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Patrick Fox Green

Booker T. Washington vs. W.E.B Du Bois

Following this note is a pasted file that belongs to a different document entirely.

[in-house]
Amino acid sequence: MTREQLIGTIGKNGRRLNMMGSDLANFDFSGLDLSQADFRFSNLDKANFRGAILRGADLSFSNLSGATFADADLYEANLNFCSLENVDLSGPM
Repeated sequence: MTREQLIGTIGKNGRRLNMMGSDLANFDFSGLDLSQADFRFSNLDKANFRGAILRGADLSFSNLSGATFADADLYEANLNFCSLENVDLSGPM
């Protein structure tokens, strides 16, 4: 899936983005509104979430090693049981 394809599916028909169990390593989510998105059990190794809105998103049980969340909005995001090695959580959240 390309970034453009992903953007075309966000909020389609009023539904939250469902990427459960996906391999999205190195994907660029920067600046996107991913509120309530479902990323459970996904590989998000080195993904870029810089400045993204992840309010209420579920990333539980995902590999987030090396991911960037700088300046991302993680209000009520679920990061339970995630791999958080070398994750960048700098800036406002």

The ways to attain social equality for African Americans at the turn of the century were debated, each side led by an intellectual leader. W.E.B Du Bois supported African Americans demanding proper rights so that they could advance in society. In his view, postwar America was no more beneficial to African Americans than slavery. He said, The power of the ballot we need in sheer defense, else what shall save us from a second slavery?(Du Bois) On the other end of the spectrum was Booker T. Washington, who supported reconciliation for whites and a brand new slate for both races. He said that African Americans need to concentrate on getting a secure economic future rather than social equality. He said, The opportunity to earn a dollar in a factory is worth infinitely more than the opportunity to spend a dollar in an opera house.(Washington) The greatest obstacle in the way of equality, in Washingtons view, was the economic dependency upon the white race, while Du Bois viewed it as a problem of rights for the black race. The debate still continues today, although much of the civil progress we have today was due to fighting for rights rather than trying to advance ones self economically. The conflict in the debate was how to attain equality. Washington took a rather unconventional approach. He claimed that if African Americans forgave whites for what they have done, and continued to live under their rule while slowly gaining money by the work of their hand, then whites will learn to respect them and they will end up as equals. He said, Give me money to educate the Negro and when he is taught how to work, he will not commit the crime for which the lynching is done.(Wells-Barnett) Du Bois had a completely opposite view. He claimed that African Americans need to do something about the extreme inequality in the social system. He supported a strong education system for African Americans that would help them gain political power. He had a group of freedmen who he educated to be the saviors of the black community that he called the talented tenth. He says, The Negro Race, like all races, is going to be saved by its exceptional men. The problem of education then, among Negroes, must first of all deal with the "Talented Tenth.(PBS) This outlines the need for educated blacks to save their own